LOS ANGELES (AP) — Forget the movie. This "Exorcist" is turning heads — by not turning heads.
"We're not going to throw up all over the audience," noted actor Richard Chamberlain while on a recent rehearsal break at the Geffen Playhouse in LA's Westwood Village.
Chamberlain is one of the stars of the Geffen's new stage adaptation of the 1971 William Peter Blatty novel about a girl who may be possessed by Satan, the girl's distraught mother, and the senior and junior priests charged to save the day.
The book was a phenomenon. And yet for many, its memory is overshadowed by the 1973 William Friedkin film, which provided visceral thrills aplenty, including Linda Blair's famous head-spinning scene.
The Geffen production, running through Aug. 12, reaches back to Blatty's decidedly more cerebral treatment: scaring up a serious discussion of psychology, faith, love and evil.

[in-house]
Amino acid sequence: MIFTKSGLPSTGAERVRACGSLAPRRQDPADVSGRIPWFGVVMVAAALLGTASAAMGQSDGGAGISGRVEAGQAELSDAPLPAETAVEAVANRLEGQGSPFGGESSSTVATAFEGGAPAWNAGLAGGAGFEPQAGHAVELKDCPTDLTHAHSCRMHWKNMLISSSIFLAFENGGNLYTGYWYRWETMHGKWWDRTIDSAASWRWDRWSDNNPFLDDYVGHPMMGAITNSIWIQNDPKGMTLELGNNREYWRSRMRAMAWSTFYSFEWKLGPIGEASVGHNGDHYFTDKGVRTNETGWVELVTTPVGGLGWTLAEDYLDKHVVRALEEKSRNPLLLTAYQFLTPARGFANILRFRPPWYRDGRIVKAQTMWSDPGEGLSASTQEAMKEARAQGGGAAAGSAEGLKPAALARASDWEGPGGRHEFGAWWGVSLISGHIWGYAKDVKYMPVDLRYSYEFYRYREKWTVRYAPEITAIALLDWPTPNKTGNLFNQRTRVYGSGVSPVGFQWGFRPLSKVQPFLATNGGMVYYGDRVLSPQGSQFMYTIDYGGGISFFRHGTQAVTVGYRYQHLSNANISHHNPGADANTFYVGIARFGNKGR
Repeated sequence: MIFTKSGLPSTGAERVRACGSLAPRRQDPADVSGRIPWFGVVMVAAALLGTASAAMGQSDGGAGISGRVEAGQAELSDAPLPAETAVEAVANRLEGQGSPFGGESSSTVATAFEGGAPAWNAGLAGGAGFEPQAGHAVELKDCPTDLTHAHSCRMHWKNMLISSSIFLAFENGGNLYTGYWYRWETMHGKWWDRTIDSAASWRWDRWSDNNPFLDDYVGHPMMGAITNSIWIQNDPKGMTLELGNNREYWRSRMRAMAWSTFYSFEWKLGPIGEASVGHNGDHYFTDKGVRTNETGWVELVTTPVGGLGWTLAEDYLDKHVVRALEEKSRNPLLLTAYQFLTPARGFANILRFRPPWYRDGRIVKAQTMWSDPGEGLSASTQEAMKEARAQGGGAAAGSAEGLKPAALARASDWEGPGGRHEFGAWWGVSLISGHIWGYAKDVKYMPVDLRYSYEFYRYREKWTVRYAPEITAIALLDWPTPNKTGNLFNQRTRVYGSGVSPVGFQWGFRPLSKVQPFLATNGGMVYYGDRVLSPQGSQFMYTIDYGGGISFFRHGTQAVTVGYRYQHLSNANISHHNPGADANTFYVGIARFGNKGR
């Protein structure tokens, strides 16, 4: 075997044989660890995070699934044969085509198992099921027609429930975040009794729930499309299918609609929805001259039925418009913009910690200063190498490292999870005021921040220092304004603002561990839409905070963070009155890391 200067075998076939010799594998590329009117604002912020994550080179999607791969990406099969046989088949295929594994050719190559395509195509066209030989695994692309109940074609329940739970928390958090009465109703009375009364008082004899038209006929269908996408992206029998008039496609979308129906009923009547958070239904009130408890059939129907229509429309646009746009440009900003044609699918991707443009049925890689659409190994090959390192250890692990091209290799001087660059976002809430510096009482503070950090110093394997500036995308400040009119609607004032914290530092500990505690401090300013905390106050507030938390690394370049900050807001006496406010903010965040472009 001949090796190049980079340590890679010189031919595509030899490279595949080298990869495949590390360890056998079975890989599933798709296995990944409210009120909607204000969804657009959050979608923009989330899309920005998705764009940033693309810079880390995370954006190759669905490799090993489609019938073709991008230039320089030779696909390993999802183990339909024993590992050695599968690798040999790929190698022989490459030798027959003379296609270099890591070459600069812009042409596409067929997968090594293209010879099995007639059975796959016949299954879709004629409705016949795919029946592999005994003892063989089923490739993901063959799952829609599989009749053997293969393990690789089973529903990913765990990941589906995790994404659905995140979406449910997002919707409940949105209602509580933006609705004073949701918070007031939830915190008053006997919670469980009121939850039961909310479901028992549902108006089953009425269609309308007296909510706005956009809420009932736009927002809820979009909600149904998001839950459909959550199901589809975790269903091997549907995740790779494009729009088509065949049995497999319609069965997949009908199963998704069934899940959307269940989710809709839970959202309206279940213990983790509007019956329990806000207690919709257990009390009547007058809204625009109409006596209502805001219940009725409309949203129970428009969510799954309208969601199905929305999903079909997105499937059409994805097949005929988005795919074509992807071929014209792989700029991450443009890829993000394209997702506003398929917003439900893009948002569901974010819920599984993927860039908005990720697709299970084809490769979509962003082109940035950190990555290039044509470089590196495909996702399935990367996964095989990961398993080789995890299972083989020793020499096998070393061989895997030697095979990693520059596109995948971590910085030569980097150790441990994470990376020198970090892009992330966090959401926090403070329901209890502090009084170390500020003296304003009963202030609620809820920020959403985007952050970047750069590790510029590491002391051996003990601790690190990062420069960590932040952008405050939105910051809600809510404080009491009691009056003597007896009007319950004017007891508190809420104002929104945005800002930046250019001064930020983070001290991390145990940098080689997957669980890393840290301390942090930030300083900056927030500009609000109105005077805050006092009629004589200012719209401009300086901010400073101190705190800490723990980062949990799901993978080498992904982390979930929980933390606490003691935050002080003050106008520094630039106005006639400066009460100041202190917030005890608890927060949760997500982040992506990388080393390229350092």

Little wonder bringing "The Exorcist" to the stage appealed to playwright John Pielmeier. He explored similar territory with his Broadway breakthrough, the 1982 hit "Agnes of God," about a psychologist at odds with a mother superior over a nun's claim she experienced a virgin birth.
"('The Exorcist') is very much the bookend to my writing career," noted Pielmeier. "If 'Agnes' was the one end of it; this is toward the end of the other end."
There are also ties that bind "The Exorcist" to earlier works by the director, John Doyle, whose credits include daring revivals of two Stephen Sondheim favorites: "Company" and "Sweeney Todd."